s Thoughts from the Physics Chick: Database Review: The Ethnologue

Wednesday, March 12, 2008

Database Review: The Ethnologue

What it is: The Ethnologue is a compilation of information about almost 7,000 languages. It includes information about the relationship between various languages, the number of speakers of each language (or the date the language became extinct), and the countries in which those speakers reside.

How to use it: Start with a language and find out what family it belongs to, how many people speak it (1st and 2nd language speakers), and where it's spoken. Start with a country and find out what languages are spoken there and by how many people. Start with a language family and identify all of the subfamilies and languages in it. (You can also find information about the state of Bible translations in most of the languages since the site was started by a group of Bible translators.)

For example, I was once working on a project where we had to digitize all of the bib records in a collection, except for the ones in Indo-Iranian languages. The problem? We didn't know what languages were considered Indo-Iranian. So we pulled up that subfamily in the ethnologue and made a list of the languages we could skip.

I've also used the site to figure out how closely related Russian and Ukrainian are, and where Swedish is spoken outside of Sweden.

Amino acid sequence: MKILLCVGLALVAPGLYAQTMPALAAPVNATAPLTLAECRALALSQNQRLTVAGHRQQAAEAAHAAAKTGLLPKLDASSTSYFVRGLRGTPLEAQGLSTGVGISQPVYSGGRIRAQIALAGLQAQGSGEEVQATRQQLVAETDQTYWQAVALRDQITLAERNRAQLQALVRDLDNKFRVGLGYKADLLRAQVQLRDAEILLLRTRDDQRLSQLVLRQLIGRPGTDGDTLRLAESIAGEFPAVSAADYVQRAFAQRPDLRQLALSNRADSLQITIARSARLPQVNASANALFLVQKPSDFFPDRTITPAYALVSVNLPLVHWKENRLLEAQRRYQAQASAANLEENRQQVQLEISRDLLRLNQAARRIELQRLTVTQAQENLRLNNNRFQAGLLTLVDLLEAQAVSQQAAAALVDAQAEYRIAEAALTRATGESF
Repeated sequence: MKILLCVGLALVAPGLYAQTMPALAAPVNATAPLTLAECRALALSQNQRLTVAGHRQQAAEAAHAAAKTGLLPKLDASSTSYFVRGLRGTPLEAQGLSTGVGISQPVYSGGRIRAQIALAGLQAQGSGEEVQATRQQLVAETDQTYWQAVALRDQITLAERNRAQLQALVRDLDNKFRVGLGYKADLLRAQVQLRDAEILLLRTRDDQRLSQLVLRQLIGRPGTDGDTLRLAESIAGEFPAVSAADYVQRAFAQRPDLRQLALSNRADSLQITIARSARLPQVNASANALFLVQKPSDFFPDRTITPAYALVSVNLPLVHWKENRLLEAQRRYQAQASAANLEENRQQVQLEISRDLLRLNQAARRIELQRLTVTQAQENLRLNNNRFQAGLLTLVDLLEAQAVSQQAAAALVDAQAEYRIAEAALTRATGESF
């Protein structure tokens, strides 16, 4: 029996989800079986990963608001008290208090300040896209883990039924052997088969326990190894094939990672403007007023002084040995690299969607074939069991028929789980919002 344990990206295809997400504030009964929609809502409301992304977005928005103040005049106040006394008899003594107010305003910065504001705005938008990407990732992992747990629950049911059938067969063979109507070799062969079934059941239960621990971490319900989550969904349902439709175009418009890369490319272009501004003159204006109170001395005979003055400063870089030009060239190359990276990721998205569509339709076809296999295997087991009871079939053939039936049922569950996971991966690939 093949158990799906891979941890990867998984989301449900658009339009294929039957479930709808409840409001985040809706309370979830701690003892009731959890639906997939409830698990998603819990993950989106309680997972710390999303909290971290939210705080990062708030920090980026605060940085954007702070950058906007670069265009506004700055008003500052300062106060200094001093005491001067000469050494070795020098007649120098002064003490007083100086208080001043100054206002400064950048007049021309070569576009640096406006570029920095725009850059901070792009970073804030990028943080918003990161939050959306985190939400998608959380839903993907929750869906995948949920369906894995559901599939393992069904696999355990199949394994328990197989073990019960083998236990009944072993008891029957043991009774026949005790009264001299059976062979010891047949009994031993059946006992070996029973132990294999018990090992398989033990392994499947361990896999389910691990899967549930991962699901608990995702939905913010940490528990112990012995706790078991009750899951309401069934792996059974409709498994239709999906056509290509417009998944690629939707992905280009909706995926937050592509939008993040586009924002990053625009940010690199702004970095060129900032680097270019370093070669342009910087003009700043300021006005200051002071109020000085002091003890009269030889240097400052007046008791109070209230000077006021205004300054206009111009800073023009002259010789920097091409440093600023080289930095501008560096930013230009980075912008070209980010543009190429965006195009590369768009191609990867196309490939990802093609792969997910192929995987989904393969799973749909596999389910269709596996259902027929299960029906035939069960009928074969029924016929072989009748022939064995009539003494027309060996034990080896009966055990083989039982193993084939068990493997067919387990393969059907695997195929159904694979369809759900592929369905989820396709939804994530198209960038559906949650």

Pros and Cons: First, some minor quibbles. The Ethnologue assigns a 3-letter code to every language, but it's not the same set of codes assigned by ISO 639. This shouldn't affect the average person on the street, but for librarians, it means that the three letter language code you assign in a MARC record isn't the same as the codes used by the Ethnologue, which is sort of a pain.

Another issue is that linguists don't all agree on the assignment of languages to families and subfamilies, so any one presentation is going to meet with disagreement by someone, somewhere.

The biggest issue is that the Ethnologue folks don't regularly update the information presented in the website, which means that some information, such as populations of various countries or the number of people who speak a given language, is woefully out of date. Basically, it's a good place to get a general overview of a language and its relationship to other languages (and almost the only place to get such information about all the languages in the world), but if you want more current information and scholarship, try another source.


At March 12, 2008 2:31 PM, Blogger ambrosia ananas said...

Oooh. This sounds fun.


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